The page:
A central theme of US policy towards Asia during 2012 has been the strengthening of America's military deployments, political relationships and economic partnerships in Southeast Asia. It is evident that China's growing power and assertiveness have provided an important stimulus for renewed US policy activism in a sub-region towards which some observers had detected neglect by Washington over the previous decade. But while Southeast Asian states may take advantage of renewed American interest to hedge against China's rise, most of them will keep their strategic options open.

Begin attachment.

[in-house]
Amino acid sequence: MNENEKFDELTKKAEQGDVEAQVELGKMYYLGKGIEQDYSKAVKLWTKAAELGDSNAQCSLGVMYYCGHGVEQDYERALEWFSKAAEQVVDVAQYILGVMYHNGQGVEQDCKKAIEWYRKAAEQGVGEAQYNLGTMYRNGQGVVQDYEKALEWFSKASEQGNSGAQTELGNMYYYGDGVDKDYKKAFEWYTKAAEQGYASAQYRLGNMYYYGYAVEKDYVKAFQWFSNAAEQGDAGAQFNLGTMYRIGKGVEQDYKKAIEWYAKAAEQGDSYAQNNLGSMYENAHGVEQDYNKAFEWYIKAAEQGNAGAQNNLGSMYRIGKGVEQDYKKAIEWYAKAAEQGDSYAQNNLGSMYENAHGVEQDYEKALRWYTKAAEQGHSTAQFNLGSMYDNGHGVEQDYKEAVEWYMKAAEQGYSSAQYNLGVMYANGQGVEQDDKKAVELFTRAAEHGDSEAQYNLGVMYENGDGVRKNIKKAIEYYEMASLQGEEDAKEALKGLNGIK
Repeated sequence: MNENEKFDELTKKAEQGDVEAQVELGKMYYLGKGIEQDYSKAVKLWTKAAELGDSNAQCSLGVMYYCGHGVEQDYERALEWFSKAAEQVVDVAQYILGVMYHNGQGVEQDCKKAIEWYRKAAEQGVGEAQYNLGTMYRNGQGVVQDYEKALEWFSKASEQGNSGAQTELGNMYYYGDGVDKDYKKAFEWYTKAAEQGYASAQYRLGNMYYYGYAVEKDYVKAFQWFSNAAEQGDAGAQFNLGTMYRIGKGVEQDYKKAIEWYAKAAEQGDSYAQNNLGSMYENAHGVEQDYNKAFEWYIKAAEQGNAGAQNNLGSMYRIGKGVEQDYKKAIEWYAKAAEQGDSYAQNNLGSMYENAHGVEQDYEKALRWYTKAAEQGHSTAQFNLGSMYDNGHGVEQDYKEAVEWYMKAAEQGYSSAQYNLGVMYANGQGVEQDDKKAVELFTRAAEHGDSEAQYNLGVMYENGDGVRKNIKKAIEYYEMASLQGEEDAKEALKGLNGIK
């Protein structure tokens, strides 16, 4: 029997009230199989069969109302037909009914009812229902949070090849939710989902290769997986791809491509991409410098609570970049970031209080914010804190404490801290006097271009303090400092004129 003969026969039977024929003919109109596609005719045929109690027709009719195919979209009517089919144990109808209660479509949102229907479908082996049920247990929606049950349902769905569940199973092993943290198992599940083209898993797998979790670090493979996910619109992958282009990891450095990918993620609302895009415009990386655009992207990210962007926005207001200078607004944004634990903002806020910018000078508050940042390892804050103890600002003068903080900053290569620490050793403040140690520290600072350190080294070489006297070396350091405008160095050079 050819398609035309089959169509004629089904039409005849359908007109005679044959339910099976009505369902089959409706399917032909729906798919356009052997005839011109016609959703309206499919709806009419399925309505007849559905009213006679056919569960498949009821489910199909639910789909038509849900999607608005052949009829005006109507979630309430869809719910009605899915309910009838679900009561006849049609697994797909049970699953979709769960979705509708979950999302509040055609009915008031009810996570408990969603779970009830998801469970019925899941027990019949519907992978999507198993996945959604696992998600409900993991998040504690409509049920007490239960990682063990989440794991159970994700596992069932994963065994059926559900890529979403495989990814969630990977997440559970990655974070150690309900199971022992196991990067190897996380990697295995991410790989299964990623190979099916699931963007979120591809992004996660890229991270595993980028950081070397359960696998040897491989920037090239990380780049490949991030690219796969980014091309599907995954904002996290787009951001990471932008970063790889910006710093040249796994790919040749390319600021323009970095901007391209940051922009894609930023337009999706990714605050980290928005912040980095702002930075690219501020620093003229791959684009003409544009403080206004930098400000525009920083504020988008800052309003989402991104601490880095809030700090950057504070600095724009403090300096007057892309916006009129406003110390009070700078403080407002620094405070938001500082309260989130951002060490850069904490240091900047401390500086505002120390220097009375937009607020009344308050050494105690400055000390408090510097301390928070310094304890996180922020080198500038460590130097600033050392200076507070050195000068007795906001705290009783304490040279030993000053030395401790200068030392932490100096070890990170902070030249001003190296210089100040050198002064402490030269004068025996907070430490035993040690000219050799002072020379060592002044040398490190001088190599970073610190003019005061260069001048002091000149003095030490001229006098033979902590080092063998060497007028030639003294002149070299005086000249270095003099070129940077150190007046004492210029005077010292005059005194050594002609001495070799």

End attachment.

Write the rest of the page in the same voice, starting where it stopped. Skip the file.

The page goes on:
Against the backdrop of severe financial constraints, the impending withdrawal of US forces from Afghanistan and substantial reductions in American troops in Europe, the Pentagon's Defense Strategic Guidance document in January talked of 'pivoting' US national security efforts towards Asia, seen as the increasingly important locus of US strategic and economic interests. However, within months, US officials – such as Secretary of Defense Leon Panetta when he spoke at the IISS Shangri-La Dialogue in Singapore in June – were avoiding this terminology, which did not highlight the strong sense of long-term commitment that Washington wished to convey. Instead, they spoke of a 'rebalance' to the Asia-Pacific. According to Panetta, 'as part of this rebalancing effort we are … strengthening our presence in Southeast Asia and in the Indian Ocean region'. In addition to rotating US marines and supporting aviation units through northern Australia, the US would deepen its strategic cooperation with Thailand; pursue 'mutually beneficial capability enhancements' with the Philippines, while working to improve its 'maritime presence'; forward-deploy littoral combat ships (LCS) to Singapore; and enhance security partnerships with India, Indonesia, Malaysia, New Zealand and Vietnam.